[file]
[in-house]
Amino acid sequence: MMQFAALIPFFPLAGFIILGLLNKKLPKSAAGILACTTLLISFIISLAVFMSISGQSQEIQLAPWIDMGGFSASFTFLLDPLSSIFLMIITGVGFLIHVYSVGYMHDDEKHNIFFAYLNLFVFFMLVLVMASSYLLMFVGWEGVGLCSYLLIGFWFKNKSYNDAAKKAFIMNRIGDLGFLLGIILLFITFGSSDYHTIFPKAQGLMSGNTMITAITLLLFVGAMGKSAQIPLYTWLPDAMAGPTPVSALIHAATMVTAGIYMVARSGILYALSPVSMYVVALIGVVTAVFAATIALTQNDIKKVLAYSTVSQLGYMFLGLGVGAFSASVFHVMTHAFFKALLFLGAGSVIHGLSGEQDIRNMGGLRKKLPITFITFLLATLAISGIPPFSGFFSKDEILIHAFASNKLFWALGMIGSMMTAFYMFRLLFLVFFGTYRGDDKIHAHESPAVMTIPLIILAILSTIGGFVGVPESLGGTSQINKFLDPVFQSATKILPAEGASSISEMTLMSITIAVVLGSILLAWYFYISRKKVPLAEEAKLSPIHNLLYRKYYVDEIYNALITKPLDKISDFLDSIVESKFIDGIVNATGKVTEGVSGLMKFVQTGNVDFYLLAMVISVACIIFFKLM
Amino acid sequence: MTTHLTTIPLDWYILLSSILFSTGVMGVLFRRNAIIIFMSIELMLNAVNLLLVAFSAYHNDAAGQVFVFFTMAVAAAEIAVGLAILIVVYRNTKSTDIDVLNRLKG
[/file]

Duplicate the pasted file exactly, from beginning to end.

[in-house]
Amino acid sequence: MMQFAALIPFFPLAGFIILGLLNKKLPKSAAGILACTTLLISFIISLAVFMSISGQSQEIQLAPWIDMGGFSASFTFLLDPLSSIFLMIITGVGFLIHVYSVGYMHDDEKHNIFFAYLNLFVFFMLVLVMASSYLLMFVGWEGVGLCSYLLIGFWFKNKSYNDAAKKAFIMNRIGDLGFLLGIILLFITFGSSDYHTIFPKAQGLMSGNTMITAITLLLFVGAMGKSAQIPLYTWLPDAMAGPTPVSALIHAATMVTAGIYMVARSGILYALSPVSMYVVALIGVVTAVFAATIALTQNDIKKVLAYSTVSQLGYMFLGLGVGAFSASVFHVMTHAFFKALLFLGAGSVIHGLSGEQDIRNMGGLRKKLPITFITFLLATLAISGIPPFSGFFSKDEILIHAFASNKLFWALGMIGSMMTAFYMFRLLFLVFFGTYRGDDKIHAHESPAVMTIPLIILAILSTIGGFVGVPESLGGTSQINKFLDPVFQSATKILPAEGASSISEMTLMSITIAVVLGSILLAWYFYISRKKVPLAEEAKLSPIHNLLYRKYYVDEIYNALITKPLDKISDFLDSIVESKFIDGIVNATGKVTEGVSGLMKFVQTGNVDFYLLAMVISVACIIFFKLM
Amino acid sequence: MTTHLTTIPLDWYILLSSILFSTGVMGVLFRRNAIIIFMSIELMLNAVNLLLVAFSAYHNDAAGQVFVFFTMAVAAAEIAVGLAILIVVYRNTKSTDIDVLNRLKG